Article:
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Gnome

Basic knowledge-

A gnome [n??m][1] is a diminutive chthonic spirit in Renaissance magic, alchemy and in later fantasy fiction.[2]

The word is from Renaissance Latin gnomus, a word apparently coined by Swiss alchemist Paracelsus. The English word is attested from the early 18th century. Paracelsus uses Gnomi as a synonym of Pygmæi.[3] He is perhaps deriving the term from Latin genomos (itself representing a Greek ??-??µ??, literally "earth-dweller". In this case, the omission of the e is, as the OED calls it, a blunder. Alternatively, the term may be an original invention of Paracelsus.

Paracelsus includes gnomes in his list of elementals, as earth elementals. He describes them as two spans high, and very taciturn.[4]

History-

The chthonic elemental spirit has precedents in numerous ancient and medieval mythologies, often guarding mines and precious underground treasures, notably in the Germanic dwarves and the Greek Chalybes, Telchines or Dactyls.[2]

In English folklore the chthonic gnome has become a sort of antithesis to the more airy or luminous fairy. Nathaniel Hawthorne in Twice told tales (1837) contrasts the two in "Small enough to be king of the fairies, and ugly enough to be king of the gnomes" (cited after OED). Similarly, gnomes are contrasted to elves, as in William Cullen Bryant's Little People of the Snow (1877), which has "let us have a tale of elves that ride by night, with jingling reins, or gnomes of the mine" (cited after OED).

Franz Hartmann in 1895 satirized materialism in an allegorical tale entitled Unter den Gnomen im Untersberg. The English translation appeared in 1896 as Among the Gnomes: An Occult Tale of Adventure in the Untersberg. In this story, the Gnomes are still clearly subterranean creatures, guarding treasures of gold within the Untersberg mountain.

As a figure of 19th century fairy tales, the term gnome by the 20th century became largely synonymous with other terms for the "little people", such as goblin, brownie, kobold, leprechaun, Heinzelmännchen and other instances of the "domestic spirit" type, losing its strict association with earth or the underground world.

After World War II (with early references, in ironical use, from the late 1930s) the diminutive figurines introduced as lawn ornaments during the 19th century came to be known as garden gnomes. The image of the gnome changed further during the 1960s to 1970s, when the first plastic garden gnomes were manufactured. These gnomes followed the style of the 1937 depiction of the seven dwarves in Snow White and the Seven Dwarfs by Disney. This "Disneyfied" image of the gnome was built upon by the illustrated children's book classic The Secret Book of Gnomes (1976), in the original Dutch Leven en werken van de Kabouter.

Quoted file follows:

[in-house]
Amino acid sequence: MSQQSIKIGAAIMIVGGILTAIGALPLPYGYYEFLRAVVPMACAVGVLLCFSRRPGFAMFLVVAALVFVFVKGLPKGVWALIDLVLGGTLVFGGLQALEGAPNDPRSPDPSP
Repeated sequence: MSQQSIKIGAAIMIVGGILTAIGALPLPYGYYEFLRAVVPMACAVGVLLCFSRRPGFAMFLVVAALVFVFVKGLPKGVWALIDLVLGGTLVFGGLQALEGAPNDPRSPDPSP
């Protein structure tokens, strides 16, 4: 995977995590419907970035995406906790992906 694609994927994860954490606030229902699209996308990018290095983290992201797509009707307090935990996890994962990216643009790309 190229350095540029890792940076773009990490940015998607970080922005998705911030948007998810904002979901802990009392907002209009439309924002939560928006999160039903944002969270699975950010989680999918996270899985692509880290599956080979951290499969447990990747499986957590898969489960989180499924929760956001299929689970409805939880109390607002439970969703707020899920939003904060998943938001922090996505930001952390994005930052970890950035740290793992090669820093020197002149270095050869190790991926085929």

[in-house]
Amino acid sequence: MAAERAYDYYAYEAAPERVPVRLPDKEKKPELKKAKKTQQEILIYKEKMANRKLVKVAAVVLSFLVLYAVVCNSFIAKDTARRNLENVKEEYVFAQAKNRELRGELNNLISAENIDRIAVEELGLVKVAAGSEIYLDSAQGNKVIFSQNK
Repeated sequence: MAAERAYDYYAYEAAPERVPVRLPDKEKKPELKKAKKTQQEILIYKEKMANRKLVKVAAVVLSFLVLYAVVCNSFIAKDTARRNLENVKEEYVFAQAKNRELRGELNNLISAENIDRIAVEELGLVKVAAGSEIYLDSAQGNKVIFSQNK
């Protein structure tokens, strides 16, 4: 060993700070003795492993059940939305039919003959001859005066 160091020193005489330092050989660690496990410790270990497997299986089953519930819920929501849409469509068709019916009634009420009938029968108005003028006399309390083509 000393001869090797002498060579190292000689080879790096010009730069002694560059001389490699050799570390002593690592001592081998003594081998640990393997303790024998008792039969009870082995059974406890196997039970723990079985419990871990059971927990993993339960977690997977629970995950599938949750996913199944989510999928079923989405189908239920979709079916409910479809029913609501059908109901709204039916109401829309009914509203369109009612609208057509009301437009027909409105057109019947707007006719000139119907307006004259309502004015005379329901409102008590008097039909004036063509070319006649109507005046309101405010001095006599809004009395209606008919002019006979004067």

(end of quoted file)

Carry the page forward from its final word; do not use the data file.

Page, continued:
The expression of the "Gnomes of Zürich", Swiss bankers pictured as diminutive creatures hoarding gold in subterranean vaults, was coined in 1956 by Harold Wilson and gained currency in the 1960s (OED notes the New Statesman issue of 27 November 1964 as earliest attestation).

In fantasy literature-

The name gnome has been used in the Fantasy genre, typically in a cunning role, e.g. as an inventor.[5]

In C. S. Lewis's The Chronicles of Narnia, gnomes, or "Earthmen" as they are sometimes called, live in the Underland, a series of subterranean caverns. Unlike the traditional, more humanlike gnomes, they can have a wide variety of physical features and skin colors. They are used as slaves by the Lady of the Green Kirtle.

J. R. R. Tolkien, in the legendarium surrounding his Elves, uses "Gnomes" as a name of the Noldor, the most gifted and technologically-minded of his elvish races, in conscious exploitation of the similarity with gnomic; Gnomes is thus Tolkien's English loan-translation of Quenya Noldor, "those with knowledge".

Foods they eat-

Gnomes usually derive on foods that are found within their forests, such as nuts and berries, eggs from donation birds, and nectar from flowers which gives protein.

Other facts-

Gnomes were mainly in Europe and still plenty are today, but some moved to other parts of the world, such within the great poeple's migration of 395 A.D.  Many Gnomes were thought to begin in Scandinavia.  Dune Gnomes are a fraction larger than Woodland Gnomes and reside in the desert, Garden Gnomes; unlike Dune and Wodland, enjoy the company of humans, and speak in English as well, and also in Gnomnish (Gnome Language that is secret from humans), other Gnomes that enjoy humans are Farm Gnomes and House Gnomes.  (House Gnomes are the smartest of the Gnomes and even Gnome kings are requested from their species.   But for the Siberean Gnomes of the frozen wastes, they are the most agressive and would attack at the slightest insult.  The Gnome's natural enemies are some birds and goblins.

Height-

Gnomes wear a cone-shaped hat that is usually red, and is 3 cm. tall.  So with the hat, a full-grown Gnome is usually 15 cm. tall.  As well are the women.

Body Structure-

Gnomes don't have much of a different bone and body structure from humans, except their skulls are bigger, their missing some ribs, and their feet are pointed outward, for quick running.  Gnomes are also very strong and could lift a man with a single hand!

Clothing-

Gnomes everywhere that are male generally wear Smocks, the most common color is blue.  Brown-Green pants, their footwear consists of deerskin boots, birth bark shoes or wooden clogs (depending on location). Female Gnomes generally wear green hats (when they are single) and darker hats or gray hats (when they are married) their hair is also tied behind the head with a scarf when married as well.  They wear a cotton blouse with a green day dress that drops to their ankles and high shoes or slippers (green).